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Multiple Mild TBIs Greatly Increase Risk of Suicide

Soldiers who suffer more than one mild traumatic brain injury (MTBI) face a significantly higher risk of suicide, according to a new study published in JAMA by researchers from the National Center for Veterans Studies at the University of Utah. The researchers led by Craig J. Bryan, Ph.D. found that the risk for suicidal behaviors and thoughts increased not only in the short term, but during the soldier’s entire life.

During a six-month period in 2009, 161 patients who received a suspected brain injury while on duty in Iraq were referred to an outpatient TBI clinic at a combat support hospital. The researchers found that one in five (21.7 percent) who had sustained more than one TBI reported suicidal ideation, described as thoughts about or preoccupation with suicide. For those who had received one TBI, 6.9 percent reported having suicidal thoughts. Zero percent of those with no TBIs reported suicidal thoughts.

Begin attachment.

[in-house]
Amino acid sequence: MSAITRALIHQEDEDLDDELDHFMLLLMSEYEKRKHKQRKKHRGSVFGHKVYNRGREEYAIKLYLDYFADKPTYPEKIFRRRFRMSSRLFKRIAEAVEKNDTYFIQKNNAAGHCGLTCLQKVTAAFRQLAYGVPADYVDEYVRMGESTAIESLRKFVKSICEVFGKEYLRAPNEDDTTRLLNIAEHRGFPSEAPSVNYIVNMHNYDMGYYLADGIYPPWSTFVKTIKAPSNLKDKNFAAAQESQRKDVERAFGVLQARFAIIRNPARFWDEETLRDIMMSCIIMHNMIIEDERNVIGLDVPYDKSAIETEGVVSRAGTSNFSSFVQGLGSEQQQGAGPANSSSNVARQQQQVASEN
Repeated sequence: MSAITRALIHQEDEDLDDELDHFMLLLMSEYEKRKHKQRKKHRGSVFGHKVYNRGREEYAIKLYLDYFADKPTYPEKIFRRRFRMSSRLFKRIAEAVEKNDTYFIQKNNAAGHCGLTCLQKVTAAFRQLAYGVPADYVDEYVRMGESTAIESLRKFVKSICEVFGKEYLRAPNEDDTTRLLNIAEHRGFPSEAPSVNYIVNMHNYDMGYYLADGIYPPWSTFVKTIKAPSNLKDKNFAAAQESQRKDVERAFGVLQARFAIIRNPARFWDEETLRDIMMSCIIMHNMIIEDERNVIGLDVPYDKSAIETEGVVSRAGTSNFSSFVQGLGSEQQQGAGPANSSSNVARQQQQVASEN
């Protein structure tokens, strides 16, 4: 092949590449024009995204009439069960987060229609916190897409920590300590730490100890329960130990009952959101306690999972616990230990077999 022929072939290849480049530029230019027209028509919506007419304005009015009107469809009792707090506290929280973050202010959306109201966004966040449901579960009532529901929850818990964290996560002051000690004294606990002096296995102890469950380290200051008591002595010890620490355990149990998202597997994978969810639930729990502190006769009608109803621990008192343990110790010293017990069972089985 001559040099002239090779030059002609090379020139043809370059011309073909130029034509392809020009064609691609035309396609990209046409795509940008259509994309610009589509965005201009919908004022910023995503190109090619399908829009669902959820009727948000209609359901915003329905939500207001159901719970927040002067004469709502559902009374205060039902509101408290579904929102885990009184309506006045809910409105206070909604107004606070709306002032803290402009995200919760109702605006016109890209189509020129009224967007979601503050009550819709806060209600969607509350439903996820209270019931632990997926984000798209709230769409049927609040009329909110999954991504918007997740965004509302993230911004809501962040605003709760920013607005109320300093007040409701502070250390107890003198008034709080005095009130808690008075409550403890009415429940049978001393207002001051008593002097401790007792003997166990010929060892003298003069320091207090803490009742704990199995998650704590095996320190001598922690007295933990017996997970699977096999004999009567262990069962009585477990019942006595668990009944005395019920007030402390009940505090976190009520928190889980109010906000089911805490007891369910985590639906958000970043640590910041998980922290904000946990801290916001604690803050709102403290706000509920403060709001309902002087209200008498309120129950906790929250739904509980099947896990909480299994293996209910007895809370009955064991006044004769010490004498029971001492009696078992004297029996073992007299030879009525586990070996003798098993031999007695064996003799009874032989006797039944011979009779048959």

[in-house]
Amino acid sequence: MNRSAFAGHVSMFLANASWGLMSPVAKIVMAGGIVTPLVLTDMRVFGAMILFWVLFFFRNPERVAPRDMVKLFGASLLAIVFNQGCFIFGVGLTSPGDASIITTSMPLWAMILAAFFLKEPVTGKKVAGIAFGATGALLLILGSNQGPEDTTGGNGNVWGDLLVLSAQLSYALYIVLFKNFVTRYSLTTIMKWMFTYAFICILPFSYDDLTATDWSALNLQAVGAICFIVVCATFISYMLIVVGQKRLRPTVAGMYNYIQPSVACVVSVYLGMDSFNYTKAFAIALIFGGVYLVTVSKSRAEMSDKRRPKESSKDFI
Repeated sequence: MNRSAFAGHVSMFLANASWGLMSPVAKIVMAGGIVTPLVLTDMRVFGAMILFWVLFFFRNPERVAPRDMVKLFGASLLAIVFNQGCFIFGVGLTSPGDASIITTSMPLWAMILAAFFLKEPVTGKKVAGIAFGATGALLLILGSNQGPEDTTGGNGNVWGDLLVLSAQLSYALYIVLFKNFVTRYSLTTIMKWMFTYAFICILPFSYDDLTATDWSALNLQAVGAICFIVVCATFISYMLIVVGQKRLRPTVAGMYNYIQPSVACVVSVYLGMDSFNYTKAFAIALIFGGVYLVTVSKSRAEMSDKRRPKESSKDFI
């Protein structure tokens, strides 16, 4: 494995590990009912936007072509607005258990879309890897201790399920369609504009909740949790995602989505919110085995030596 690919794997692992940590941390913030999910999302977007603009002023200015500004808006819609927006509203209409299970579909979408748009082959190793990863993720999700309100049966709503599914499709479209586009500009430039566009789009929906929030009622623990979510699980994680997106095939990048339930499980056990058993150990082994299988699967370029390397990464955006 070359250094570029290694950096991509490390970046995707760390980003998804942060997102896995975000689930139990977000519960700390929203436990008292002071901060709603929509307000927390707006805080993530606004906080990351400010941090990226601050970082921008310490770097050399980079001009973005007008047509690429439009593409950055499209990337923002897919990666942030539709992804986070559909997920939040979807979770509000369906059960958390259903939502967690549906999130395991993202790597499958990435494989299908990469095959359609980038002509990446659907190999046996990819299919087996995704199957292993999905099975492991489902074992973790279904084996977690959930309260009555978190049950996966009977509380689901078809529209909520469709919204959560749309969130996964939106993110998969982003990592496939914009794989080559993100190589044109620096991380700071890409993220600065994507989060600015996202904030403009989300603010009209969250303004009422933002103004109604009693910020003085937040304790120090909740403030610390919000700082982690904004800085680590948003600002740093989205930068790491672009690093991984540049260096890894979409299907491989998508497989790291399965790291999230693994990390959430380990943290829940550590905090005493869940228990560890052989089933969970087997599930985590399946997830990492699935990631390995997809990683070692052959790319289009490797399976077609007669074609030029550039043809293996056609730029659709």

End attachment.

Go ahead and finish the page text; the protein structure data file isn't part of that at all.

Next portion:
In evaluating the lifetime risk, researchers asked patients if they had ever experienced suicidal thoughts and behaviors up to the point they were assessed. The increases were similar for suicidal thoughts during the previous year rather than at any time, according to the researchers. They found that 12 percent of those with multiple TBIs had entertained suicidal ideas during the past year, compared with 3.4 percent with one TBI, and 0 percent for no TBIs.